GM Invested in Mushroom-Leather Startup MycoWorks

GM Invested in Mushroom-Leather Startup MycoWorks

The venture capital arm of General Motors, GM Ventures has invested in a California firm that produces faux leather from mushrooms.

MycoWorks produces the material by utilizing the root-like mycelia structures of mushrooms. It could serve as a replacement for traditional leather created from animal skins, typically cow, as well as synthetic leather made from plastic. According to 2015 data from the International Council of Tanners, the automotive industry is the greatest user of leather other than shoes.

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These threadlike mycelia are cultivated by the Startup MycoWorks into supple, leather-like sheets. The resulting material has a leather-like texture, comparable durability, and may be tinted without the use of toxic chemicals, just like leather can.

The mycelia are cultured in trays of organic material, typically wood pulp, which they devour and decompose as they grow. The leather-like substance is created by causing the mycelia to intertwine as they grow through a variety of techniques that business representatives declined to describe. According to MycoWorks co-founder Sophia Wang, the sheets can be manufactured in a variety of thicknesses and can be much thinner than leather.

MycoWorks and GM Ventures both declined to disclose the amount of investment made by GM Ventures.

“The collaboration will focus on research and development, examining the possible usage of this leather substitute in future car design,” GM Ventures said in an email.

Wang said that the company has used investments from venture capital firms to improve its ability to make things.

Wang said that it takes a few weeks, not years, for the Reishi plant to grow a sheet that is about the size of half a cowhide. She said that since Reishi is always the same, there’s no need to throw away material with flaws like you have to do with leather made from animal hides.

Fine Mycelium is a trademark of MycoWorks for the material that is used to make fake leather. Reishi is the name of the leather-like material that is made at the end. The partnership between GM and MycoWorks will help MycoWorks develop Reishi for use in cars, such as on seats, dashboards, and steering wheels. Materials can have trouble in the interiors of cars because of the high temperatures and exposure to things like spilled food and lotions.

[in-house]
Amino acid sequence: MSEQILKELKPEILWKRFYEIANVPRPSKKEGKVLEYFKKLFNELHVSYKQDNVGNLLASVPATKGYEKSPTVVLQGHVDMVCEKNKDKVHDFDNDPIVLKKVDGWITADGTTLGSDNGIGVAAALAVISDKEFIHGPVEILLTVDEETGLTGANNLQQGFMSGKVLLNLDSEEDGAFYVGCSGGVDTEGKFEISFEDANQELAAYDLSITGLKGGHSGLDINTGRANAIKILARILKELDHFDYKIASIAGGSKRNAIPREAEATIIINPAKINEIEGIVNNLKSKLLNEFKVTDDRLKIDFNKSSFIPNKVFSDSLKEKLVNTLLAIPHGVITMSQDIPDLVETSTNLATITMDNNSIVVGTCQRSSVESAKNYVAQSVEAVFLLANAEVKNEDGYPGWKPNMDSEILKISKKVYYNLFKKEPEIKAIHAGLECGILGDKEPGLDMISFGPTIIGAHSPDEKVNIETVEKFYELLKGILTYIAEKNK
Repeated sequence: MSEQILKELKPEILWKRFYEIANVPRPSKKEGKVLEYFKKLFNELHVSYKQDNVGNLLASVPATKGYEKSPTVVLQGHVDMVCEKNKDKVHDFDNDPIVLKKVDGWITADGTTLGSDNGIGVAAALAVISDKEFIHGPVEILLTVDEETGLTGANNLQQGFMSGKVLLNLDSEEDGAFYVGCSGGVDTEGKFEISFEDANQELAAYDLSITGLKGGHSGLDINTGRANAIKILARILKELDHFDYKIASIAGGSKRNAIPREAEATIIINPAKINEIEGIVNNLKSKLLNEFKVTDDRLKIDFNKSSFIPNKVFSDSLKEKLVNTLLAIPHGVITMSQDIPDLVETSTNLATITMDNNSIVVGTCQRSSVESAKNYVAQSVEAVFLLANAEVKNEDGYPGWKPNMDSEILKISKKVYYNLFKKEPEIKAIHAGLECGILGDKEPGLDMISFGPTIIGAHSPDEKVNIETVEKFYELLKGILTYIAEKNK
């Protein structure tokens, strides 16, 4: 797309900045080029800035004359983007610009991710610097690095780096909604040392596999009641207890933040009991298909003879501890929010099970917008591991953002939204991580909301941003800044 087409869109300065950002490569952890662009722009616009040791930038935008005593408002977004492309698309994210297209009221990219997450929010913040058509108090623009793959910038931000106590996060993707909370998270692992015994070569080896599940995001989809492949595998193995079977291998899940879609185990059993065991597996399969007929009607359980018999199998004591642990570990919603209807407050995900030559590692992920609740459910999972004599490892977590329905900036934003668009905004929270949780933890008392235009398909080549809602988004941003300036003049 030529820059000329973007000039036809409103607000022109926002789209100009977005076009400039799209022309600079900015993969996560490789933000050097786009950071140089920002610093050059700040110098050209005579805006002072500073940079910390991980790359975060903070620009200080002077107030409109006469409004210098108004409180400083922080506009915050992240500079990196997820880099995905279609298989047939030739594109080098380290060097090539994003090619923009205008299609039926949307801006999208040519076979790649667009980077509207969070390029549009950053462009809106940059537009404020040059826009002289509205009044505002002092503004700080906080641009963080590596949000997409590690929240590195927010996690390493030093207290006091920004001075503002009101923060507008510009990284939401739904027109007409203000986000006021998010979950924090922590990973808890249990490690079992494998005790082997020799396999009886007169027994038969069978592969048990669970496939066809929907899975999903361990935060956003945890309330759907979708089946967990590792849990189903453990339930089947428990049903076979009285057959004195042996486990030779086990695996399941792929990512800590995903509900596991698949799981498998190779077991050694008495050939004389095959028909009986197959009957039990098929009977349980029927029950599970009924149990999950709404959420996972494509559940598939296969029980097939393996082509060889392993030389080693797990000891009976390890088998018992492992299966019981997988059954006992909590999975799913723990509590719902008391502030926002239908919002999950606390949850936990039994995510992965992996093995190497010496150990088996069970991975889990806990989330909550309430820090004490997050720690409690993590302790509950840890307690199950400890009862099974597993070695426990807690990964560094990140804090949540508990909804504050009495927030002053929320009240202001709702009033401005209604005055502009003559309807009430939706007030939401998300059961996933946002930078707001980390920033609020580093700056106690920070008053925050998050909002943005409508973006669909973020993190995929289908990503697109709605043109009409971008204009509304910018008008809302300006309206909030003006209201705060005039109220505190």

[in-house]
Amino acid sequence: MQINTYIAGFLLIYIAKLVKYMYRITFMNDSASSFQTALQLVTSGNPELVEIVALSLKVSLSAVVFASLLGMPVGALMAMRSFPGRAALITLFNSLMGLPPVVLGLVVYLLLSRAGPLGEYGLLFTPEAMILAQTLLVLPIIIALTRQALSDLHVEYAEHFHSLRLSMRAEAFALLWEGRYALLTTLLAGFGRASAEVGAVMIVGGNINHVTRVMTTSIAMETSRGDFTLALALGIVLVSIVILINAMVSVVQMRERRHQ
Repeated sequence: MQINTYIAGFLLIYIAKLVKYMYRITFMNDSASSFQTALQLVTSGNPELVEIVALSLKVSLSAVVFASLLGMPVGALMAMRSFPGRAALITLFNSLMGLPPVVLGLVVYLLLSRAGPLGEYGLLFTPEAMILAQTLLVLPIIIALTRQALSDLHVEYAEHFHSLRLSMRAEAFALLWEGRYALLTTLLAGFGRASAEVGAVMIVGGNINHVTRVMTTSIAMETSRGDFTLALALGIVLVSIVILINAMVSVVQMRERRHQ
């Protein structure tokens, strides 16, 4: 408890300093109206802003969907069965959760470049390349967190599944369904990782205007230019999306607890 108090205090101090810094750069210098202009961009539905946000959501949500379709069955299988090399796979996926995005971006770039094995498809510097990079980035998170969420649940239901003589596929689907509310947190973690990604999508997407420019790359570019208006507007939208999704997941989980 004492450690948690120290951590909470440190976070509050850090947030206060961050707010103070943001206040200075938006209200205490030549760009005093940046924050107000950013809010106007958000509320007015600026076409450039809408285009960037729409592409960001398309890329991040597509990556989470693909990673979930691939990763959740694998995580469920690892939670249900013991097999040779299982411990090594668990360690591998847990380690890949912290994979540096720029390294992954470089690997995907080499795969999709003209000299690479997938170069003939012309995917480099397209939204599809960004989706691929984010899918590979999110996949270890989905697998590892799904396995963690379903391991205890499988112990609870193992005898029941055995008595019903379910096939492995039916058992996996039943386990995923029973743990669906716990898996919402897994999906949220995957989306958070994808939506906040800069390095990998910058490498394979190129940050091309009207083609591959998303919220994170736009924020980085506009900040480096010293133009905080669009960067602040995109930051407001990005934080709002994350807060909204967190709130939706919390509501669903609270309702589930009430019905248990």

“GM marks MycoWorks’ first relationship outside of the fashion industry, illustrating the unlimited potential and uses for Fine Mycelium,” said Matt Scullin, Chief Executive of MycoWorks, in a statement.

MycoWorks and the French fashion label Hermés collaborated in the past to develop a different leather alternative called Sylvania. This project was a success. In addition, the brand has collaborated with hat designer Nick Fouquet to create a collection of headwear fashioned from reishi mushrooms.

Phil Ross is an artist, plus Co-Founder / CTO of MycoWorks in San Francisco, and Wang, an artist who worked with Ross, established MycoWorks in 2013. Ross has been working with mycelia to construct a variety of different sculptural forms, and his artwork has been presented at a number of different institutions and events, including the Museum of Modern Art in New York City. According to Wang, large organizations started asking Ross about the possibilities of mycelia in a number of industry applications. Because of this, it looked like the next obvious step was to form a firm to commercialize the concepts, so Ross did just that. She mentioned that several of the early queries came from the automotive industry.

At the beginning of this year, Mercedes-Benz announced that it had used materials based on mycelium in its EQXX electric concept vehicle. That project did not involve MycoWorks in any way, and it utilized comparable components sourced from a rival company.

Learn more about Kent Helfrich, President at GM Ventures and his his firm.